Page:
Friday, January 8, 2010
Opening reception for "Unwrapping the Past: A solo exhibition by Lynda Andrus" @ Lawrence Arts Center
Check out our full preview of this opening. Artist statement: “My pieces are created from vintage fabrics and thrift store finds. The materials express subtle tactile qualities of past experiences and make everyday objects take on a sense of the sacred. Nostalgic sentiments emanate from textures of worn cloth, discarded candy wrappers, dishes, toys, and other found objects from the home. These materials become precious links with those who have handled them.”
Tonight's stacked lineup at the Bottleneck features a lineup of heavy acts with an experimental bent, ranging from the berserker electrocore of BaioWolf to the sludgy doom rock of Mansion to the two-piece cacophony of Jabberjosh.
Since we last caught up with them in a parking lot with a handle of Jack Daniels, Lawrence's Rooftop Vigilantes have been mad productive. The group spent a week in Baltimore with producer J. Robbins (of Jawbox and Burning Airlines) recording the follow-up to their debut "Carrot Atlas." Tentatively titled "Real Pony Glue" (an anagram for "Replay Lounge"), the Vigilantes plan to release the record this spring on label they're keeping like a secret. One thing that's not in doubt: it will be packed with high-energy, punk-influenced pop jams that generally make their point and wrap things up by the 1:45 mark.
Check out our podcast interview with the Rooftop crew.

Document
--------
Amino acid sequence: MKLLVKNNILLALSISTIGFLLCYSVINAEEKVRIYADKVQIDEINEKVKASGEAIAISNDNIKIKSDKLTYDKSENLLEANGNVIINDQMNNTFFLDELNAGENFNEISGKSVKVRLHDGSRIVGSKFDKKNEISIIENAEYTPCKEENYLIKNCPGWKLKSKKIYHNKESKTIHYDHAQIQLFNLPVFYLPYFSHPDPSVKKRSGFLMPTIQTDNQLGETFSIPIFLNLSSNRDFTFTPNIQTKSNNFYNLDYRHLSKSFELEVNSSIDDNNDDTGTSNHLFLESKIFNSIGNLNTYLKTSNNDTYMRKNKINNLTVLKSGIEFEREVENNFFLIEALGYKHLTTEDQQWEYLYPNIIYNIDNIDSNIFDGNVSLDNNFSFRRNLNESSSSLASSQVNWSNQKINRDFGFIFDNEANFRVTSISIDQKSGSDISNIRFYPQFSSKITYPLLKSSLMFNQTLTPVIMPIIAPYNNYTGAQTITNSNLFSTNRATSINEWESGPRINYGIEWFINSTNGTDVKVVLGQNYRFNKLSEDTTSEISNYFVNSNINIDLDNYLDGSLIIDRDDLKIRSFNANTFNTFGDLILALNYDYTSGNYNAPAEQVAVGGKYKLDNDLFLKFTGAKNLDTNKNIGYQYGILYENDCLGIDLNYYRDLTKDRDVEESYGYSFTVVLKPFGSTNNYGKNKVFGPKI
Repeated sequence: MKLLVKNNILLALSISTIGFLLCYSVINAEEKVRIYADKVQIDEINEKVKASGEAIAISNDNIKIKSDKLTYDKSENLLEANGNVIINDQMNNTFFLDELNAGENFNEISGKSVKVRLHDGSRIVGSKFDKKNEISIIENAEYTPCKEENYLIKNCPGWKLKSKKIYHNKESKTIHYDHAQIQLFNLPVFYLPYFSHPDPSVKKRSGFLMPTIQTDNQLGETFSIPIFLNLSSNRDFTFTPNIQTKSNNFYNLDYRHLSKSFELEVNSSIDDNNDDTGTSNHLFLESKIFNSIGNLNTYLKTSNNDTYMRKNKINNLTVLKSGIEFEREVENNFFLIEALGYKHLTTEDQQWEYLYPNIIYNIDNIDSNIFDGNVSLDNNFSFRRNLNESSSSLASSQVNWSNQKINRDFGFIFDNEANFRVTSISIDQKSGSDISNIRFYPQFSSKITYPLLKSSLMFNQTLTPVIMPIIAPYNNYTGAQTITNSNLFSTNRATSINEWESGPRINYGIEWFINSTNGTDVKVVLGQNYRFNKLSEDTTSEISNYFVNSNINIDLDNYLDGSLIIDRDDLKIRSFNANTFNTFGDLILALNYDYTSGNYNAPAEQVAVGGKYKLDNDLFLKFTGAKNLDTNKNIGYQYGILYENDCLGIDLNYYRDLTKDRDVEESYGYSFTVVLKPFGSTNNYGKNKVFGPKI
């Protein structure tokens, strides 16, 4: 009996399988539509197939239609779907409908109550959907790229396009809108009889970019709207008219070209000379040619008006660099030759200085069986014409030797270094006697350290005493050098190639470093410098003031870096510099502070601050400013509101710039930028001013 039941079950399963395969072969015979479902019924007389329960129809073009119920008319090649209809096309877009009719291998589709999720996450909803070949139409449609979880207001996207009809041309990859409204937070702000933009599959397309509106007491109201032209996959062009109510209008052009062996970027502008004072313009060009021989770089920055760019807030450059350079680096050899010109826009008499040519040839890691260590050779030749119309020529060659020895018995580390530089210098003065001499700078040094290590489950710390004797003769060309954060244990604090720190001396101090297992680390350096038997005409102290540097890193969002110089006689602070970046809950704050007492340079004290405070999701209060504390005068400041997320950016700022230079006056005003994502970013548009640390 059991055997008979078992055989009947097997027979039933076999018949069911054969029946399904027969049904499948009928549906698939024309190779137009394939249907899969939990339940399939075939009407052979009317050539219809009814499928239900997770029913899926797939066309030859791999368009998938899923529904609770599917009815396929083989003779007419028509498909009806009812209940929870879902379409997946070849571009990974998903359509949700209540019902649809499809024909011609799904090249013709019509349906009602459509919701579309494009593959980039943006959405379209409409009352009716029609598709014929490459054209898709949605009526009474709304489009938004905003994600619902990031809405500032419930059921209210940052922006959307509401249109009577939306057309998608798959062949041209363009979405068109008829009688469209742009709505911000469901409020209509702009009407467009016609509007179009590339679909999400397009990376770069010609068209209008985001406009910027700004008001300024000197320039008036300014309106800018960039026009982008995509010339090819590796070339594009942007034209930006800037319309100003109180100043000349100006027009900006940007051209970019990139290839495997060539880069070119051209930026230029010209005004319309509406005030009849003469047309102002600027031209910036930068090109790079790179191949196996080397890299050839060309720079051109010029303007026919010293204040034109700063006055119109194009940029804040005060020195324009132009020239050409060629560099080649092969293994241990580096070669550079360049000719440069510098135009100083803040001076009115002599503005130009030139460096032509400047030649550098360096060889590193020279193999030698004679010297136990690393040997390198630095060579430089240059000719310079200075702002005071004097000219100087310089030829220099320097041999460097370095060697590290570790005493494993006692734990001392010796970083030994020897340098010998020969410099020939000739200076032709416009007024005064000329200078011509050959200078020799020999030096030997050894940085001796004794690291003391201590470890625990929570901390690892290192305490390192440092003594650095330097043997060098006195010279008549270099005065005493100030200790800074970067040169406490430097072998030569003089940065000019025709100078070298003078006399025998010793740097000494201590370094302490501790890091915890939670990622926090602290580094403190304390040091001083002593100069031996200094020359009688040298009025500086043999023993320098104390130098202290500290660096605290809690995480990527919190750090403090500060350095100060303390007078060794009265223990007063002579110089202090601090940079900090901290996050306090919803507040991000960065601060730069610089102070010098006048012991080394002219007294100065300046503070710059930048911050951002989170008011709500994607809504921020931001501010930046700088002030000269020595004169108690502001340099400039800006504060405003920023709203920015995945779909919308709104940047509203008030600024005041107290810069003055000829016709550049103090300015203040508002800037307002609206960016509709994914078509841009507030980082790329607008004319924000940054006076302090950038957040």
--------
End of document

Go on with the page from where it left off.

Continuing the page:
Mammoth Life's first album "Kaleidoscopic Art Pop" was already completed by the time the seven-piece outfit first hit the stage a couple years ago. What began as a collaboration between Nicholas Goss and Elizabeth Mead has evolved into a friendly collective of musicians, artists, filmmakers, poets and clothing designers who share a headstrong vision to craft cheery chamber-pop music and inject a little more sunshine into this crazy, crazy life. The recently hitched Goss and Mead brought two new songs along for our podcast with them last year, which also features half a dozen cuts of their earlier musics.
Lawrence's Panda Circus is putting the finishing touches on its debut album of "orchestral indie dance pop," tentatively titled "The Panda Magic Happy Fun Show." The Circus's cheery sound takes cues from bands like Beirut and the Decemberists en route to motivating bashful people to dance, or at least smile and bob their heads.
Local boy Rusty Scott hooked up with engineer Chris Crisci (of Old Canes and the Appleseed Cast) to help him produce his debut record. He played all the instruments on it—guitar, drums, banjo, harmonica, etc.—save some trumpet performances by his friend Kyle Robinson, who currently joins him onstage along with members of Ample Branches. Scott’s down-home songs toe the line between folk, rock, and bluegrass, working their way into your subconscious with easygoing melodies and old-fashioned instrumentation. Check out our podcast preview of Rusty Scott's latest album.
In what's become a bi-annual tradition, members of Lawrence bands including Log Lady, Vegetable, and Billy the Squirrel pay homage to the ultimate weirdo combo since Captain Beefheart—Dean and Gene Ween.
And new in movies...
The Young Victoria
Emily Blunt shines in the title role as Britain's mighty 19th century monarch, in this deliciously dressed-up protofeminist biopic from director Jean-Marc Vallée. It's a portrait of a young lady taking to power - tentatively at first, but soon with fierce conviction, with relish. And with Rupert Friend as the soulful Prince Albert, at her side.
The Imaginarium of Doctor Parnassus
Director Terry Gilliam has the most uncanny visual imagination in feature films today - and the most slapdash story sense. The late Heath Ledger portrays a shady businessman saved from suicide by Dr. Parnassus, a sideshow mystic who ushers onlookers through a looking glass and into a world reflecting their own imaginations.